Now heres a curiosity indeed. A state Senate committee suddenly rushes through a bill to allow shale gas drilling companies that engage in fracking in North Carolina to do so without disclosing the chemicals they use in the process. And this happens without the knowledge of the chairman of the state Mining & Energy Commission. James Womack, whos supposed to have that knowledge and a little bit of a say too boot, says he was blindsided by the maneuver.
Molly Diggins, director of the state Sierra Club, sees a more sinister thing going on, an attempt by the industry to stand in the way of any rule that might require full disclosure of the chemicals used.
Fracking is a process where companies seek to release natural gas deposits trapped in deep shale rock formations. The companies blast the rock with high pressure injections of a combination of water, sand and chemicals. Environmentalists are understandably concerned about what the consequences of the process might be. Others have questioned the wisdom of fracking at a time when there is no shortage of natural gas.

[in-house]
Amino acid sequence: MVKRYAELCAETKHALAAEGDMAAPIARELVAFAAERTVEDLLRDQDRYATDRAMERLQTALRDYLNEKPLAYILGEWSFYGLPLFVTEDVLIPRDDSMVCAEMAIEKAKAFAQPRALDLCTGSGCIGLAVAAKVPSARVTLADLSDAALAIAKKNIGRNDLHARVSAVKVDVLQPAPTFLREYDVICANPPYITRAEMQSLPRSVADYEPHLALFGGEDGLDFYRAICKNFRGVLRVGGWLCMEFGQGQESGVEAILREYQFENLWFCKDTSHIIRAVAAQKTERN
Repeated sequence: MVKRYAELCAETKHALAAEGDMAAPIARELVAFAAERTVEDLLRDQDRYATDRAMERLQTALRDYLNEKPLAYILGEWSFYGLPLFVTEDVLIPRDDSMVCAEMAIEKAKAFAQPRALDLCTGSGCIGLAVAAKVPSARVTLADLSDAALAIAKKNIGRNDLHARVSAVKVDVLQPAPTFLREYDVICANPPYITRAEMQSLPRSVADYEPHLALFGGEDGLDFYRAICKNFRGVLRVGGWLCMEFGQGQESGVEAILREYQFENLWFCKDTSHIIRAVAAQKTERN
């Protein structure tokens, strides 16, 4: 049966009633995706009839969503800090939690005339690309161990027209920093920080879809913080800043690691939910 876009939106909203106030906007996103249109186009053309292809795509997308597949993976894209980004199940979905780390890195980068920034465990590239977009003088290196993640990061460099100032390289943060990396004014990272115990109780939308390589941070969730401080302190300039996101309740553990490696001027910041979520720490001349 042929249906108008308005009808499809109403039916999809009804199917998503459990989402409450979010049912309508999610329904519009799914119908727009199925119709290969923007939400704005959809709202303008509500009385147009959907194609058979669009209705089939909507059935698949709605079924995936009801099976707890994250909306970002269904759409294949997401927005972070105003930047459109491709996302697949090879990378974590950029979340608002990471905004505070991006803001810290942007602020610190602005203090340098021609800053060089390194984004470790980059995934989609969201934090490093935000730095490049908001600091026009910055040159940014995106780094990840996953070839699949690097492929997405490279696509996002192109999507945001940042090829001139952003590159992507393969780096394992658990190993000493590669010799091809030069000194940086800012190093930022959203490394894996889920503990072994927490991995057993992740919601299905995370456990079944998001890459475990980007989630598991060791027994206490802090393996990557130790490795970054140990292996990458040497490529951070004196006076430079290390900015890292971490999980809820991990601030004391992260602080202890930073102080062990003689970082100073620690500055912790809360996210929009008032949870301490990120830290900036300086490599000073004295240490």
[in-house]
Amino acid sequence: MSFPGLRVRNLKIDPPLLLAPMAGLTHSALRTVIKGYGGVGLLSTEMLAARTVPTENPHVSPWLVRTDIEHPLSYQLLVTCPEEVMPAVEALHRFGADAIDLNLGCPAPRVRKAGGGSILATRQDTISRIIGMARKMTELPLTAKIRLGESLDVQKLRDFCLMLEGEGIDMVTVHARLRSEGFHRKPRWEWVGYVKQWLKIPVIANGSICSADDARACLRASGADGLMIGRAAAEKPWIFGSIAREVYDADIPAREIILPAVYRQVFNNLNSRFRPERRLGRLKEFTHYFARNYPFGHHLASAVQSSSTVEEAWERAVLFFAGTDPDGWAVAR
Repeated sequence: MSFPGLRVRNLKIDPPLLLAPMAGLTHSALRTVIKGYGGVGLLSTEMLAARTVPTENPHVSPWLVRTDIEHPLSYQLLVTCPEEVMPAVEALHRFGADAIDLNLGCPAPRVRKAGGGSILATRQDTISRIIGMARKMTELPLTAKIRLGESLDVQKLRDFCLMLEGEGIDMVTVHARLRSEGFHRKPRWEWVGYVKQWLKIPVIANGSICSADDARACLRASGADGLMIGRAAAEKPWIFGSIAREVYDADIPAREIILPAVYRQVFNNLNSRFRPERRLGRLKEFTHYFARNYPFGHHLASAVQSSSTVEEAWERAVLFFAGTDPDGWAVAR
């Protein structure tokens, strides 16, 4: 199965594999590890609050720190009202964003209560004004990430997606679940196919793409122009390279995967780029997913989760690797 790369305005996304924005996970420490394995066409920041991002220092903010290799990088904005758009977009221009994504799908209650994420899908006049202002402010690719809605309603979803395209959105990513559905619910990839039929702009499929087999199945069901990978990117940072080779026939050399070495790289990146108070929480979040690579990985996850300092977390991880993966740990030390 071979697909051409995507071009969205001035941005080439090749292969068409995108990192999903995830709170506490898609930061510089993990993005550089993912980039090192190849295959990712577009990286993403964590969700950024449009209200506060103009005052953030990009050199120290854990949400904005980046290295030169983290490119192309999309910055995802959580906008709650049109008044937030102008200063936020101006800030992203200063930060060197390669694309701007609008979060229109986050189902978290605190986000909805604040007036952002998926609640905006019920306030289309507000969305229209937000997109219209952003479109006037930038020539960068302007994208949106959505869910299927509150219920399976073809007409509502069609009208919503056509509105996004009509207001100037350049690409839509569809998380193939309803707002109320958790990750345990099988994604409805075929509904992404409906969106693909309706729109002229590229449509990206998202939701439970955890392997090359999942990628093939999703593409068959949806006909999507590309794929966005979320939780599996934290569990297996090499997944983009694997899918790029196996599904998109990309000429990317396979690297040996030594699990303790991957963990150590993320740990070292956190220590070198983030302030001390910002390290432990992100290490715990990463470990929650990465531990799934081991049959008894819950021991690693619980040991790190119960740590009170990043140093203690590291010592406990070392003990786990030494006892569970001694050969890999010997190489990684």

But this industry is not shy about doing a little political arm-twisting. Thats the kind of thing that can cause a provision such as this one allowing secrecy to appear quickly.
Curiosities about this include why the secrecy, given the risks. The public has a right to know. And isnt it a stretch to suggest that competing companies dont know what chemicals are being used in the process? If these are trade secrets, they dont seem like very deep secrets.
Fracking needs full scrutiny and that includes the full disclosure of what chemicals are being used. Will the chemicals put surrounding areas at risk? How long will they remain in the ground? What effect might they have on surface areas? What kinds of safety steps have been taken and what sort of approval process are these chemicals subject to before they are used? Lets have these questions answered in the open, with public and professional scrutiny of the chemicals used in fracking.